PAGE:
This is such a fun, easy yet a very different good read for young readers I would say!

The concept is amazing. The artwork just fits perfectly. The presentation and the story are perfect. 

The story is all about teaching or making someone young realise the importance of saving and some other basic ideas about finance.

I feel this book needs to be read and recommended for every kid out there as we are never ever taught these basic things properly or none at all.

Check out for this book when it comes out. Just grab it.
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Thank you to the publisher and NetGalley for this ARC in exchange for an honest review!

The Golden Quest by David Delisle is a delightful graphic novel that will teach kids about the importance of saving and spending money.  The story revolves about a young boy who goes with his dog to a magical land.  On his quest, he learned about the Golden Rules of Money.  According to the synopsis, the "lessons are universal and will teach children of all ages the secret to a rich life."

Overall, The Golden Quest would make the perfect gift to a child who is just starting to learn about money and needs to learn important lessons in a fun way.  One highlight of this book is that it teaches kids about money.  It's definitely a useful book.  I took off 1 star, because I'm not the target audience for this book, so it's not a 5-star read for me personally.   That's not the book's fault though. If you're intrigued by the synopsis, or if you're looking for a graphic novel for your child, I recommend that you check out this book when it comes out in April!
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Why is teaching kids about money often taboo? It really shouldn't be.

This short book is phenomenal! I think educating people about money and finances is absolutely necessary and an important conversation topic to start with young children too. Too many people reach adulthood without a proper education on money: how to earn it, save it, use it, and why do you really need it.

I believe this book gives a really good overview of aspects to consider when trying to educate yourself and others to the world of proper finances. I certainly think some adults could benefit by reading this. But most importantly, this should be read by/to younger children to open their mind to what money means, what being rich means, what happiness is really about.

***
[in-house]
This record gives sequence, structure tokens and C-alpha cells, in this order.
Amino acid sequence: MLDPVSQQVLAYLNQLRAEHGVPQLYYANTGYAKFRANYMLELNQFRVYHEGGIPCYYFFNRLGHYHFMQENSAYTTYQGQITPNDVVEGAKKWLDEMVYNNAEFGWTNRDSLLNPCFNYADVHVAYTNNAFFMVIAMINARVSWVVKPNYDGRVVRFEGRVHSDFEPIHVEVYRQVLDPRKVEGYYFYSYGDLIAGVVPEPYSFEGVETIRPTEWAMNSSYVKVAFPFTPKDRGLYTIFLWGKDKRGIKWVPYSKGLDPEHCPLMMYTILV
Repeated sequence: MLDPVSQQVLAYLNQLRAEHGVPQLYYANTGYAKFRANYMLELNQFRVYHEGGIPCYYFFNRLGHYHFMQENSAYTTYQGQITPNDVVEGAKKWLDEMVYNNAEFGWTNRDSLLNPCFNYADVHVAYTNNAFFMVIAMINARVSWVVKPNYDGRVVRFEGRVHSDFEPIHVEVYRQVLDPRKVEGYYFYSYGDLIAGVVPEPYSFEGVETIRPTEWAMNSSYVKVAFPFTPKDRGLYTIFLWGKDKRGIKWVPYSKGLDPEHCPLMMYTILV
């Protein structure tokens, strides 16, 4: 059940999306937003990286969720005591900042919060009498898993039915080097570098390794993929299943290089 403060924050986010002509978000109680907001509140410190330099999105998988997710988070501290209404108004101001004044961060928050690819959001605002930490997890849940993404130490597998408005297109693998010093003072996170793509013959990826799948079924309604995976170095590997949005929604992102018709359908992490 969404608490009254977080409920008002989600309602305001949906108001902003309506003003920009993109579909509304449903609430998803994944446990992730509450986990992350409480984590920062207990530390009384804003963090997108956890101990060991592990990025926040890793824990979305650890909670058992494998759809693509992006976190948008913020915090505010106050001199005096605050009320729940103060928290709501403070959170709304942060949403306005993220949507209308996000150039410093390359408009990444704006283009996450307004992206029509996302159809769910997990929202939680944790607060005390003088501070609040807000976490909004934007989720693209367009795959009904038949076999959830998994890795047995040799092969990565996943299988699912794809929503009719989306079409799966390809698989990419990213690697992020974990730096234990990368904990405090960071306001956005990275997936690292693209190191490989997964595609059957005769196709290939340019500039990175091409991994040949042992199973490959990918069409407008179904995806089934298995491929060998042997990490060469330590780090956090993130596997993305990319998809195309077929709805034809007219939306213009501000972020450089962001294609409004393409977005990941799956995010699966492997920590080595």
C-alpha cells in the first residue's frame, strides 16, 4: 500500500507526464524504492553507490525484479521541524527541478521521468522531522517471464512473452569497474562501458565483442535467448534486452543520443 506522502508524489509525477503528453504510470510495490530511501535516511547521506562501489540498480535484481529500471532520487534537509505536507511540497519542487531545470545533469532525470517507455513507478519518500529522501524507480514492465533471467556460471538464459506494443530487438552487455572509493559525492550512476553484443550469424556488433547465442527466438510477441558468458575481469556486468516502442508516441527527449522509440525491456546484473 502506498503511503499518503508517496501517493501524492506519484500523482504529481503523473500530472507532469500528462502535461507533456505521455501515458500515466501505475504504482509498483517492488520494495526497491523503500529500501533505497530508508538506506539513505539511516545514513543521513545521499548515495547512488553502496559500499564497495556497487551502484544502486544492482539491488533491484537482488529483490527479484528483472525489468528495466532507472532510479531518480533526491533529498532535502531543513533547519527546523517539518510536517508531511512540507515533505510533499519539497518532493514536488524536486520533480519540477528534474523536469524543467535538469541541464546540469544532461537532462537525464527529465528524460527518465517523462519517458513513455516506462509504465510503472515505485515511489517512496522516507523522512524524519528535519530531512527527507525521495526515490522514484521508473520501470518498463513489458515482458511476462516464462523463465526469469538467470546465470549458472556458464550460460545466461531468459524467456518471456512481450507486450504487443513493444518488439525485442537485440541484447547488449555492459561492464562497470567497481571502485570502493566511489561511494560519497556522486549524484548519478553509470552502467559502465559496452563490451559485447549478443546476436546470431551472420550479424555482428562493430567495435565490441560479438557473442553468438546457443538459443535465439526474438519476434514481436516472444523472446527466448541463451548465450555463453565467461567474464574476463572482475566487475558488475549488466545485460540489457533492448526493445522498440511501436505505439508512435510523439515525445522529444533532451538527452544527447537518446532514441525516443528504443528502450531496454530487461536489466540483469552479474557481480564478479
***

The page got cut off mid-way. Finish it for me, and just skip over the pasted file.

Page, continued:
This book obviously only covers the broad strokes but gives some very straight-to-the-point messages. And this can lead the readers to ask more questions and delve deeper into their concerns around money. And hopefully, make them curious enough to go educate themselves better on what one can do with money... or at least to stop being afraid to talk about it and ask questions!

Sadly, I have one major issue with one page of the book: when Professor Wigglebottom talks about investing your money. He makes it sound like it's a very scary, almost impossible thing to do by yourself and that you should just ask the bank to do it. I think it's important to be cautious, but the message should not be as extreme. If you want to educate yourself on investing on your own, there are lots of great resources out there. Seeking professional advice is great, but you don't always have to just let someone else do the investing for you.

I still highly recommend this book. If anything, it can encourage conversations about money and make education around personal finances much less taboo.

I would like to express my sincere gratitude to the author David Delisle, the Independent Book Publishers Association (IBPA) and the NetGalley team for providing me with an Advanced copy. I cherished this opportunity to read it in exchange for an honest review.